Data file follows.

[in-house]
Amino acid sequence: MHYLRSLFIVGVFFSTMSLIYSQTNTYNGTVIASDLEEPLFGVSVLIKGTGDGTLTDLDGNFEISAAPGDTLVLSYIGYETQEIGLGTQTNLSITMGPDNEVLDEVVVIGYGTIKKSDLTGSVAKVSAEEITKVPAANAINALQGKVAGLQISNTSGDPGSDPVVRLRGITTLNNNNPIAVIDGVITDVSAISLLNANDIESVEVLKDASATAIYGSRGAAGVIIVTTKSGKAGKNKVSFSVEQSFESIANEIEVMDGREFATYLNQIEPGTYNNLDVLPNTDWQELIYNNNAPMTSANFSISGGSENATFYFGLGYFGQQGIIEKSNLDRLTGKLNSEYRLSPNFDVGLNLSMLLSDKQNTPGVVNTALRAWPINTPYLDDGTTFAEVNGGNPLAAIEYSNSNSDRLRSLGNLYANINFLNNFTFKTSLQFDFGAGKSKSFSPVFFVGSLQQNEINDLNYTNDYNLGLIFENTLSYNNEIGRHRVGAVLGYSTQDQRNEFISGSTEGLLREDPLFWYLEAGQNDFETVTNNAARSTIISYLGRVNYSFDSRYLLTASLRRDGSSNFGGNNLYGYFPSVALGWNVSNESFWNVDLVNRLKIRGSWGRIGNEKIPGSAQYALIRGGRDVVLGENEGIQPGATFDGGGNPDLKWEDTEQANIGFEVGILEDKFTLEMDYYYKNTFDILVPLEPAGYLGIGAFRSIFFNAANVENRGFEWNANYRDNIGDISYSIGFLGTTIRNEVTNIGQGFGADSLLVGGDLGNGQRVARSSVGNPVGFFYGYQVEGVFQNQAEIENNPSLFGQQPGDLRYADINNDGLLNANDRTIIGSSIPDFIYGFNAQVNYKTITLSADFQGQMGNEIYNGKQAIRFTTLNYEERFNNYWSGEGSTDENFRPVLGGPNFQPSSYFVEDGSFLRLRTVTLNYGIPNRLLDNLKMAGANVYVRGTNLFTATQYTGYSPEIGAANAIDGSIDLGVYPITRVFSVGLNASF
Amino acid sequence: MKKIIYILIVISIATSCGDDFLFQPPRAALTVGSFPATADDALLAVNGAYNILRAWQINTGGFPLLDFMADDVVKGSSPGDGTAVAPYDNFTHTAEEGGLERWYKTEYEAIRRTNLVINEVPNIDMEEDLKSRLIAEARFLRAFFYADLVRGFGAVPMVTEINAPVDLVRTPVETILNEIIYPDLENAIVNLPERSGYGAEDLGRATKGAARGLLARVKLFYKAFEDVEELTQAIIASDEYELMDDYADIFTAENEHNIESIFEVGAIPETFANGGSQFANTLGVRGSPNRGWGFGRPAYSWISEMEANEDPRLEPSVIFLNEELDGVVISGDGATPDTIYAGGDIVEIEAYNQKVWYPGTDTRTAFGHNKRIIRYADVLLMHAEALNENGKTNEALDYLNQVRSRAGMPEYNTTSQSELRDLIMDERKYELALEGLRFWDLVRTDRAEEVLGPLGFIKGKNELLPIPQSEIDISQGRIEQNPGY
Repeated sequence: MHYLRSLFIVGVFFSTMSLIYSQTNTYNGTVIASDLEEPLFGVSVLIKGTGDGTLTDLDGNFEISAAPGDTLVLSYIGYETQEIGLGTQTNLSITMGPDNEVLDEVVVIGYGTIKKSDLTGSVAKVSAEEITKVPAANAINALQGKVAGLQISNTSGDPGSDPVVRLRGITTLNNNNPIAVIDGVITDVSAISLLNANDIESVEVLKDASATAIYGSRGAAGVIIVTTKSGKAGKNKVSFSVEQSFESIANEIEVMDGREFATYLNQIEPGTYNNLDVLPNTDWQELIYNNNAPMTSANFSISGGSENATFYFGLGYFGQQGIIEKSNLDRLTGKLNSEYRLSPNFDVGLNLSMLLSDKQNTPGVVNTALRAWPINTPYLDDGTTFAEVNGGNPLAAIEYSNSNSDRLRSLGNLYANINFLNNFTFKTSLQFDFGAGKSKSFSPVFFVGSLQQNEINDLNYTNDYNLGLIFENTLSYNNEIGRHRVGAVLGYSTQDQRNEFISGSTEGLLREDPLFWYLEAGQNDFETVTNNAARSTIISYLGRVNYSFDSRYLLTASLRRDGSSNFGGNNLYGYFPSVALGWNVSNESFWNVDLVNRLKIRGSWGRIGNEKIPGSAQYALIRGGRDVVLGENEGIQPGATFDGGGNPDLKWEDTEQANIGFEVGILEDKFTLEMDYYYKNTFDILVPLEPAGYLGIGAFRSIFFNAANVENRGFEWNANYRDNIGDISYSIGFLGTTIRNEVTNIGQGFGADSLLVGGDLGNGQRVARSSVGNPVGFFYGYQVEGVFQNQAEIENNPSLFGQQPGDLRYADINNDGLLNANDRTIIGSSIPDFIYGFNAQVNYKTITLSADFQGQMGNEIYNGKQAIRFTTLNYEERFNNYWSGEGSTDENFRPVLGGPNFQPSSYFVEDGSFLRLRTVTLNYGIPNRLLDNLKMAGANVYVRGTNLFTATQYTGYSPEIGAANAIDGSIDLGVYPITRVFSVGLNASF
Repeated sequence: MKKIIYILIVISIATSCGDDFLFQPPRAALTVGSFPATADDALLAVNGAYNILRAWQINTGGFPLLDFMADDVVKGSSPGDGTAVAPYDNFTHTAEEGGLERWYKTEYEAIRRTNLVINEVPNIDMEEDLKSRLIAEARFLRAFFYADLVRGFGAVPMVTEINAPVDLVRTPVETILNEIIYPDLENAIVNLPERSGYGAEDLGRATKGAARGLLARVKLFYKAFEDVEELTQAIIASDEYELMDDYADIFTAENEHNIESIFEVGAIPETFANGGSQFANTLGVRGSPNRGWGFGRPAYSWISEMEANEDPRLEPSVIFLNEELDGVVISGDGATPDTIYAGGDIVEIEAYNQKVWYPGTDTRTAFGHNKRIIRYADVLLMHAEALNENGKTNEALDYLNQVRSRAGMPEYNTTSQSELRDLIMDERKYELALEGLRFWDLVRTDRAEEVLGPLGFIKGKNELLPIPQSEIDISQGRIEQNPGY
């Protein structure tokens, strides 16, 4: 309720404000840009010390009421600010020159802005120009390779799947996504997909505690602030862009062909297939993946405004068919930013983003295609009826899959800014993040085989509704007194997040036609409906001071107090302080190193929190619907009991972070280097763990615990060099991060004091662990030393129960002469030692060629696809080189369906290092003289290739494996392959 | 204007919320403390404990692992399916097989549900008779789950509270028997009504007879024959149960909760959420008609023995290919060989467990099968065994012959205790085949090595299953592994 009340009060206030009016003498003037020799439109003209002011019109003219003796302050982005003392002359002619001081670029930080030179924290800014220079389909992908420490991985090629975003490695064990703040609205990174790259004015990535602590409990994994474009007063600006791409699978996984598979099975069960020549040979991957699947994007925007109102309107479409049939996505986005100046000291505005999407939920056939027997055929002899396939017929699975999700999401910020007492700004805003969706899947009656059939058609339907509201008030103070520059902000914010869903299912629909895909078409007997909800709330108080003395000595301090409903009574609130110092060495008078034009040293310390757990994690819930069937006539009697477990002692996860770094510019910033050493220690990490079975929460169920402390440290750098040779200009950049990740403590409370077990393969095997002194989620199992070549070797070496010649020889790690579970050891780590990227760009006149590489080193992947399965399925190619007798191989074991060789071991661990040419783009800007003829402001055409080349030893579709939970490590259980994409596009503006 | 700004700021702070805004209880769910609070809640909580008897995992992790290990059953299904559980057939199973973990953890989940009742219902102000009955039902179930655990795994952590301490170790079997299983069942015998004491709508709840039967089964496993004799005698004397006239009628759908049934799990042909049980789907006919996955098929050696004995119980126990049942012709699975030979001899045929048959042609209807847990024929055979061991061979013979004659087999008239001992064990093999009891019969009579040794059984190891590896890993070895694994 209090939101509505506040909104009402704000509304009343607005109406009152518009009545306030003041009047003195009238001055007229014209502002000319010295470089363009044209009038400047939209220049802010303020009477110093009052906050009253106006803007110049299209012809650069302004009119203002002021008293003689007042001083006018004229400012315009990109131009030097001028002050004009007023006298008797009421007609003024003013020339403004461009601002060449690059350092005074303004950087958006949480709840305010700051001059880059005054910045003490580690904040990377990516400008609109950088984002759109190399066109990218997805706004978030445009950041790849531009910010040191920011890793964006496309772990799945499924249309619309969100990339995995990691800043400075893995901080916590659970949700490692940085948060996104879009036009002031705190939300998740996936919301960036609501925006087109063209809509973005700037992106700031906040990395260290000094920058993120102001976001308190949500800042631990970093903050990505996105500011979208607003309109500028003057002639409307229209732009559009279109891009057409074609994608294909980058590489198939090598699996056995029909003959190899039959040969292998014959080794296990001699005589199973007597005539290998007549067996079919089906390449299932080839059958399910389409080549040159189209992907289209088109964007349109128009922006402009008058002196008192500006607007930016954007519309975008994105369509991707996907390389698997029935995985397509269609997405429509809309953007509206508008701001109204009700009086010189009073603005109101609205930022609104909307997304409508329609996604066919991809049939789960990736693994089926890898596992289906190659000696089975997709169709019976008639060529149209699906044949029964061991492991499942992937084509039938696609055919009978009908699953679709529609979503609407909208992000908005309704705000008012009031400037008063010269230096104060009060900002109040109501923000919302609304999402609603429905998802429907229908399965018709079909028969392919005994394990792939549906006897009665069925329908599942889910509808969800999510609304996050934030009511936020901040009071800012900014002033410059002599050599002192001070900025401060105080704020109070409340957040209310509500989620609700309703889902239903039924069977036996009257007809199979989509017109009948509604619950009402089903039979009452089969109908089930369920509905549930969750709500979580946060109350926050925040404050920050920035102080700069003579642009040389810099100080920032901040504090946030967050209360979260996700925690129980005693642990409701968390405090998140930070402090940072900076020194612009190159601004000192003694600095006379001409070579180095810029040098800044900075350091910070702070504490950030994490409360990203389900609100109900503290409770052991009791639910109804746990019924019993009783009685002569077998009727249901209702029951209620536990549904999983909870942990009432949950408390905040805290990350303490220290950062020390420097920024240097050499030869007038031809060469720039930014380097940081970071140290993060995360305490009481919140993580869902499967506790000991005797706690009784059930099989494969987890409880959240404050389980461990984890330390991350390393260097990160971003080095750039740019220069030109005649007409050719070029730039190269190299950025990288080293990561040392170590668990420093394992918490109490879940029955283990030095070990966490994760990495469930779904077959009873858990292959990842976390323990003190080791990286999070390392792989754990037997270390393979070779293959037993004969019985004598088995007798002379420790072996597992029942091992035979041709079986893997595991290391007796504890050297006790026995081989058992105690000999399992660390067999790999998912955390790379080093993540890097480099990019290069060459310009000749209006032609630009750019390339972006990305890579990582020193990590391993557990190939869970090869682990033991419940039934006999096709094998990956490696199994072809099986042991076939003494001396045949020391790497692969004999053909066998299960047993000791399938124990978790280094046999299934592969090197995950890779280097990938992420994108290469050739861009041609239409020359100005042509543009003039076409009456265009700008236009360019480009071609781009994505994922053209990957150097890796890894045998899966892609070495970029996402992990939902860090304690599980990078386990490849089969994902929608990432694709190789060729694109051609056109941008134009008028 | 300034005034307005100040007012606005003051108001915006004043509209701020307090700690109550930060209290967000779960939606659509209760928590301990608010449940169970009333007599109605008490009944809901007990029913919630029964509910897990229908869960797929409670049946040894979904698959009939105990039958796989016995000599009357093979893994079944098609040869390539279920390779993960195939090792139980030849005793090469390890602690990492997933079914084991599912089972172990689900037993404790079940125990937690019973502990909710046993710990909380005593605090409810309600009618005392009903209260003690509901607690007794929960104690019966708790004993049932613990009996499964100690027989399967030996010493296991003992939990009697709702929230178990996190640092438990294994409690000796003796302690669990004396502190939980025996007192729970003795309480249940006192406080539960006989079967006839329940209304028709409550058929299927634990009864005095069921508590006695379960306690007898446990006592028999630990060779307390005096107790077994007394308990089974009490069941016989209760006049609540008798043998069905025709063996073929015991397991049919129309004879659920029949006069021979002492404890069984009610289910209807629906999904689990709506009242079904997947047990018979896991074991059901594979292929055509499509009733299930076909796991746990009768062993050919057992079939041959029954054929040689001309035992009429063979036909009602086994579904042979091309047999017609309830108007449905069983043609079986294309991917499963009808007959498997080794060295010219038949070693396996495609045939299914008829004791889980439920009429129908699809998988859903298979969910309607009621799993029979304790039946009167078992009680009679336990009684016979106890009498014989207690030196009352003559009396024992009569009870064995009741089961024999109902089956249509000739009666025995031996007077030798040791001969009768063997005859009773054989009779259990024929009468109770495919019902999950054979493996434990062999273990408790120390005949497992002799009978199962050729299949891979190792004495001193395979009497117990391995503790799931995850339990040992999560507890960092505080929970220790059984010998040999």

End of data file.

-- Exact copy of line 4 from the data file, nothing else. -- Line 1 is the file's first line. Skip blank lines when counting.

Repeated sequence: MHYLRSLFIVGVFFSTMSLIYSQTNTYNGTVIASDLEEPLFGVSVLIKGTGDGTLTDLDGNFEISAAPGDTLVLSYIGYETQEIGLGTQTNLSITMGPDNEVLDEVVVIGYGTIKKSDLTGSVAKVSAEEITKVPAANAINALQGKVAGLQISNTSGDPGSDPVVRLRGITTLNNNNPIAVIDGVITDVSAISLLNANDIESVEVLKDASATAIYGSRGAAGVIIVTTKSGKAGKNKVSFSVEQSFESIANEIEVMDGREFATYLNQIEPGTYNNLDVLPNTDWQELIYNNNAPMTSANFSISGGSENATFYFGLGYFGQQGIIEKSNLDRLTGKLNSEYRLSPNFDVGLNLSMLLSDKQNTPGVVNTALRAWPINTPYLDDGTTFAEVNGGNPLAAIEYSNSNSDRLRSLGNLYANINFLNNFTFKTSLQFDFGAGKSKSFSPVFFVGSLQQNEINDLNYTNDYNLGLIFENTLSYNNEIGRHRVGAVLGYSTQDQRNEFISGSTEGLLREDPLFWYLEAGQNDFETVTNNAARSTIISYLGRVNYSFDSRYLLTASLRRDGSSNFGGNNLYGYFPSVALGWNVSNESFWNVDLVNRLKIRGSWGRIGNEKIPGSAQYALIRGGRDVVLGENEGIQPGATFDGGGNPDLKWEDTEQANIGFEVGILEDKFTLEMDYYYKNTFDILVPLEPAGYLGIGAFRSIFFNAANVENRGFEWNANYRDNIGDISYSIGFLGTTIRNEVTNIGQGFGADSLLVGGDLGNGQRVARSSVGNPVGFFYGYQVEGVFQNQAEIENNPSLFGQQPGDLRYADINNDGLLNANDRTIIGSSIPDFIYGFNAQVNYKTITLSADFQGQMGNEIYNGKQAIRFTTLNYEERFNNYWSGEGSTDENFRPVLGGPNFQPSSYFVEDGSFLRLRTVTLNYGIPNRLLDNLKMAGANVYVRGTNLFTATQYTGYSPEIGAANAIDGSIDLGVYPITRVFSVGLNASF